Rescuing and serving persecuted Christians since 1995
Select Page

02/16/2012 Burma (Christian Post) – Peace in conflict-ridden Burma is attainable within months, according to the country’s top peace negotiator. However, experts warn that despite reforms, Burma remains a country embroiled in decades’ worth of conflict that continues to be home to countless human rights violations against its population.
In an exclusive interview on Wednesday, lead peace negotiator Aung Min told Reuters news agency that Burma is on the verge of completing negotiations with dissident groups that the country’s military-run government has been fighting for years.

Despite the peaceful negotiations, reports of shelling and clashes trailed the agreement and experts have expressed concerns that President Thein Sein seems to have little control over his army, an alarming concern that could shadow negotiations between rebel groups and the government.
Furthermore, intense fighting between the Burmese army and Christians in the northern Kachin state has not subsided despite government rhetoric calling for peace.
After six decades of fighting, mass displacement, and egregious human rights violations, distrust of the government is rife among Burma’s ethnic minorities and many are dually suspicious and wary of the government’s motives for reform.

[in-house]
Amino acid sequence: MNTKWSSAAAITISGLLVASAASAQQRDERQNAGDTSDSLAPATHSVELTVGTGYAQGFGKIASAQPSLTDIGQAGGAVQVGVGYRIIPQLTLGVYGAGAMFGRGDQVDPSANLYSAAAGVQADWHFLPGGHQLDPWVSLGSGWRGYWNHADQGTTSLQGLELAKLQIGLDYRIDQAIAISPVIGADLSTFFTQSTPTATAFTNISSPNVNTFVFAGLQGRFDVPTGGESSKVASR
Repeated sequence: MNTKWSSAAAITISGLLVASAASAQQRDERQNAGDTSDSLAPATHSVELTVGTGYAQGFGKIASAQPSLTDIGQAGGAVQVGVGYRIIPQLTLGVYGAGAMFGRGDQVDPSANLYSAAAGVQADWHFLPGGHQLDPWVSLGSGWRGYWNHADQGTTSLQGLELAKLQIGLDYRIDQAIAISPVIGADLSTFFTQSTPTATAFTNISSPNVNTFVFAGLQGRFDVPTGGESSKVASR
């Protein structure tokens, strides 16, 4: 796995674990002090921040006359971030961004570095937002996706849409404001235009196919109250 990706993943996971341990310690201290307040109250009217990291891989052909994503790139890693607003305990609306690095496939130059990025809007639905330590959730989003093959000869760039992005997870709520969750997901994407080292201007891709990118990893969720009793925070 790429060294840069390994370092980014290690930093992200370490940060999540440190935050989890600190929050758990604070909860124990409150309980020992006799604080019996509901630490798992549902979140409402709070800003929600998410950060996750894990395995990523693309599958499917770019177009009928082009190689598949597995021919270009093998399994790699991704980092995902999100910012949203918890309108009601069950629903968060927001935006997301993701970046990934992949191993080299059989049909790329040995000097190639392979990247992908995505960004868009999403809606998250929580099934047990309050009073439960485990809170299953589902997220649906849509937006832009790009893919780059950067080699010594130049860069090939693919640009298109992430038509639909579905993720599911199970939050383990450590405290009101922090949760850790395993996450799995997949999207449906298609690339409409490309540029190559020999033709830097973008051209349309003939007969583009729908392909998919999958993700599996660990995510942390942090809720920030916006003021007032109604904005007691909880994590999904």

Experts in the field of human rights also remain cautious and maintain that reforms instated by Thein Sein’s government — although a signal that Burma is moving toward progressive change — have yet to materialize into transformations for the country’s religious and ethnic minorities.

Ryan Morgan, an advocacy officer and Burma expert at International Christian Concern (ICC) said the Washington, D.C.-based ICC is concerned that the international community might be too quick to accept an uncertain peace in Myanmar.
“We want the West and the United States to be cautious,” Morgan told The Christian Post. “The fact is fighting is still going on in many parts of Burma, not just for the Karin but for the Kachin in the north.
“There have been indications of change, we’ve seen prisoners released, it looks like there will be a bit of openness in the political system, but in terms of the military and the fighting that’s still going on we haven’t see serious changes.”
According to the ICC, Christians in the country have faced state-sponsored rape, raids, pillaging and other grave rights violations in the government’s fight to maintain its reign on power. Morgan believes these deep-seeded abuses are not likely to vanish overnight.
“We’re hopeful these changes are going to be permanent and that they’re going to last but at the same time it’s difficult to not be somewhat suspicious and wonder if they’re not just statements to get the international pressure on Burma alleviated,” Morgan added. “It’s all coming very very fast, we’re talking about a conflict that’s being going on for 60 years. I think we need to see concrete changes and see the situation with the Karen and Kachin actually change before more steps are taken.”

[Full Story]